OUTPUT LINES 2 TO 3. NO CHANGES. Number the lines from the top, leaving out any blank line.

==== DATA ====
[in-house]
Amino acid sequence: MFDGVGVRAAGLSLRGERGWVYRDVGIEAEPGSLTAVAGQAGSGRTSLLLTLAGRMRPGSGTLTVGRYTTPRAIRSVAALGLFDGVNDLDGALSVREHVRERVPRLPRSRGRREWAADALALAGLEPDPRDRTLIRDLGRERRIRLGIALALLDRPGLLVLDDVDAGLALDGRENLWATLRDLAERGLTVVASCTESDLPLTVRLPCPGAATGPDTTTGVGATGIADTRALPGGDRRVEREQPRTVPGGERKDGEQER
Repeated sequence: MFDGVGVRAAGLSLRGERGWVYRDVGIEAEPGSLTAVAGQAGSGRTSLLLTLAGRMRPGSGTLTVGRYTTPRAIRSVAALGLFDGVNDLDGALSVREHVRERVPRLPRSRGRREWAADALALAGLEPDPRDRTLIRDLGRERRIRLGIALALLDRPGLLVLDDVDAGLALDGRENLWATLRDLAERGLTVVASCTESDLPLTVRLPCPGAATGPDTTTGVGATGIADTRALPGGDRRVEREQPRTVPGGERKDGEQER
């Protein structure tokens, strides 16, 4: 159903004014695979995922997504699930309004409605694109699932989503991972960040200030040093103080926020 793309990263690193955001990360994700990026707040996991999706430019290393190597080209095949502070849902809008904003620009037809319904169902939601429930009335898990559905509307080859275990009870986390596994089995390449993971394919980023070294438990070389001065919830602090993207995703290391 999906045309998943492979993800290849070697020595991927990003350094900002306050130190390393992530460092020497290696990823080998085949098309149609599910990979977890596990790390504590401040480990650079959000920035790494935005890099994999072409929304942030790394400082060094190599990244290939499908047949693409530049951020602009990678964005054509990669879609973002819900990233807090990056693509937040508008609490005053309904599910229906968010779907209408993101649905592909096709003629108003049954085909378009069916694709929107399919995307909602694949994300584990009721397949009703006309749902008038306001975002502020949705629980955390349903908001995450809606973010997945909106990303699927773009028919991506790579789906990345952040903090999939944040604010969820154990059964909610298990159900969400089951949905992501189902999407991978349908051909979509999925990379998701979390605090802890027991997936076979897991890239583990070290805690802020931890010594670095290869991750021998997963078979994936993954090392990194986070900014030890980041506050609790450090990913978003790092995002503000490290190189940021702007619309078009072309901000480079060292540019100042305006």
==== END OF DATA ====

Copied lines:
Amino acid sequence: MFDGVGVRAAGLSLRGERGWVYRDVGIEAEPGSLTAVAGQAGSGRTSLLLTLAGRMRPGSGTLTVGRYTTPRAIRSVAALGLFDGVNDLDGALSVREHVRERVPRLPRSRGRREWAADALALAGLEPDPRDRTLIRDLGRERRIRLGIALALLDRPGLLVLDDVDAGLALDGRENLWATLRDLAERGLTVVASCTESDLPLTVRLPCPGAATGPDTTTGVGATGIADTRALPGGDRRVEREQPRTVPGGERKDGEQER
Repeated sequence: MFDGVGVRAAGLSLRGERGWVYRDVGIEAEPGSLTAVAGQAGSGRTSLLLTLAGRMRPGSGTLTVGRYTTPRAIRSVAALGLFDGVNDLDGALSVREHVRERVPRLPRSRGRREWAADALALAGLEPDPRDRTLIRDLGRERRIRLGIALALLDRPGLLVLDDVDAGLALDGRENLWATLRDLAERGLTVVASCTESDLPLTVRLPCPGAATGPDTTTGVGATGIADTRALPGGDRRVEREQPRTVPGGERKDGEQER